About Us


This guide is a collection of information aimed to make your visit to Shelter Island and neighboring harbors safe and interesting. It is compiled mostly by members of our family  with contributions from many of our friends, colleagues and often by strangers who have something to share. Gordon, the father of the family and was born in Southold and still has family in Greenport. The son, “G” has been on boats since conception and first rowed his own boat at the age of five. Our family has commuted between residencies in western and eastern Long Island for over 50 years. Our extended family and friends, venture from Westchester, New Jersey, and Connecticut. Although our adventures originally focused around our boating relationships, we loved the area so much that we now have a home on Shelter Island as well as our boats.

Wherever we travel, no matter how far, we always return to the East End and admire its beauty and tranquility. Over the years we have witnessed many changes: some good, some not so good. We have seen the land that used to grow most of our produce, be sold for tract housing, golf clubs, vineyards or sod farming. The economy has changed from farming and fishing to tourism and building. We cannot stop progress and we do not want to do so. But, we all can do our part to make sure we respect this beautiful environment as well as the people who call it home.

In summer we often cruise the waters between Long Island and the Vineyards.  Whenever we travel, we want to find out as much about an area as possible. Not only do we want to know where we can anchor, moor or dock, we want to know where we can eat, buy groceries, hike, bike, play and learn. We want to respect local ordinances and customs and the environment we visit.  Therefore- OspreysGuide.com!

Our guide will grow and change over the days, months and years of its existence. We will start with information about the area that we know best, Shelter Island. Soon we will add information about neighboring harbors in Greenport, Orient, Sag Harbor and East Hampton. Eventually we will be exploring and reporting on other harbors in Shelter Island Sound, Gardiner’s Bay and Peconic Bay. Who knows where the tides will take us?  This guide is not an end all and be all, we encourage you to explore and provide you with connections to other websites or resources that will expand your understanding of this area.

The purpose of this guide is to help you enjoy the bounties of our wonderful waterways and islands in a manner that helps maintain the balance between man and nature. In this guide you will not only find information for exploring but you will also be alerted to the rules, regulations, considerations, and good neighbor behaviors necessary to protect the experience for future visitors and generations.

Why Ospreys? OspreysGuide.com Logo

The osprey reflects our image of fun and relaxation on the East End. The bird is majestic, graceful, a good hunter and very perceptive. Just like humans, ospreys will take advantage of just about anything affording a view of the water. Regardless of where you stay on the East End, I guarantee you’ll never be far from the water and most of your leisure hours will be spent in water-related activities. Many of us live, play or work off of boats in the summer to be closer to the water and it’s bountiful joys. Like us, ospreys must be near the water. They build their nests next to the water in tall trees, cliffs, buoys, telephone poles, the sides of bridges, and even wrecked ships. Most of the ospreys on Shelter Island build their nests on platforms high atop poles provided by caring conservationists. Like many East Enders, ospreys typically head south off-season and return in March or April. Like ospreys, we have great attachments to the “tree” on which we build our nest, and return to it year after year.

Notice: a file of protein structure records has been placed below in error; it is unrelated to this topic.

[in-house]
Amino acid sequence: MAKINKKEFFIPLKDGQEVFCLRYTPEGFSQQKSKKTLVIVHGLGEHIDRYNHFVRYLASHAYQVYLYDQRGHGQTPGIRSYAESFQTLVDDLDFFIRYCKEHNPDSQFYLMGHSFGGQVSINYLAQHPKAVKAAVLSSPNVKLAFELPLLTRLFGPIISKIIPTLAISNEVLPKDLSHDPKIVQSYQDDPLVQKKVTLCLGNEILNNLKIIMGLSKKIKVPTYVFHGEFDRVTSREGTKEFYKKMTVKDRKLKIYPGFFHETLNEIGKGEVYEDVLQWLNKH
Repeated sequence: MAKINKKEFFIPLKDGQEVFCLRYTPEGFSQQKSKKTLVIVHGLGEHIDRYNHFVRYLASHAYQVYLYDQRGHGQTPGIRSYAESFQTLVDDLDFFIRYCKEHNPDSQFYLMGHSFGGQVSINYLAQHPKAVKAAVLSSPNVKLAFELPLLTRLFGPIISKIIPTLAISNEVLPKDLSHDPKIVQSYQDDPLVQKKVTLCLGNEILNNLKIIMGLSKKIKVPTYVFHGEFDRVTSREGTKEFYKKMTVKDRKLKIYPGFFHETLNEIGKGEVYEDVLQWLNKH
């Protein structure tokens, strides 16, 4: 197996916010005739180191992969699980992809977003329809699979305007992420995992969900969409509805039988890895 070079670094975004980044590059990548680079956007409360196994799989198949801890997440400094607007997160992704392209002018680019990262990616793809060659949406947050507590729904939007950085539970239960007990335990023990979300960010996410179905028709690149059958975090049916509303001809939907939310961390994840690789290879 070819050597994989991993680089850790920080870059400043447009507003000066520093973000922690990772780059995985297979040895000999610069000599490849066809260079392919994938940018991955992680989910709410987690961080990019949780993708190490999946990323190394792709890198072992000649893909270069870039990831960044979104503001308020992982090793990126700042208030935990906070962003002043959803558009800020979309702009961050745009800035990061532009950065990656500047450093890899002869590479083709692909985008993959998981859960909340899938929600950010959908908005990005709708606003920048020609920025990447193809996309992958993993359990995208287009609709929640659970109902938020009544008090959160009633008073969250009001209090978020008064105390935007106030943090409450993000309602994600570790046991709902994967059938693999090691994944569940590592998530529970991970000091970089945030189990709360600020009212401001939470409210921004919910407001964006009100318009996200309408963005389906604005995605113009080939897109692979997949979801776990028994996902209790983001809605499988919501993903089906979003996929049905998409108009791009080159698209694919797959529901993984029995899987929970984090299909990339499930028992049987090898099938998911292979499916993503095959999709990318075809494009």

Just like the land and water we value, the osprey’s existence on the eastern end of Long Island was threatened by the good intentions of good people. Like many birds of prey, the osprey went into serious decline during the 60s and 70s due to DDT and other similar agricultural pesticides. The chemicals sprayed on crops ended up in our waterways. In the waterways, they began their climb up the food chain in ever more concentrated levels from the alga to bugs, to fish, to the osprey. The DDT resulted in osprey eggshells too thin to survive incubation. When our son was born in 1972 we transferred from Greenport to Shelter Island for our summer adventures. At this time, sightings of the birds in the area were minimal. Thankfully, that same year, DDT was banned in the United States. Since then these majestic birds of prey have begun to recover. As our son grew, we cheered and watched carefully as the number of sightings started to climb and each year we watched baby birds more frequently emerge from an increasing number of nests.

Ospreys, thankfully, are again quite common in this area, especially around Shelter Island. From our mooring at the entrance of Coecles Harbor we watch the Reel Point osprey’s nest. Some year’s the nest is carefully tended by adult ospreys with no chicks, other years, baby birds are abundant. One year a very confused young osprey floated with the seagulls off our boat vying for scrap food. On another instance, much to our dismay, a young bird remained in the nest long after his parents headed south. This nest is only one of numerous nests located around Shelter Island alone.

For more information on ospreys, click here.

For more about us and our boating experience click here.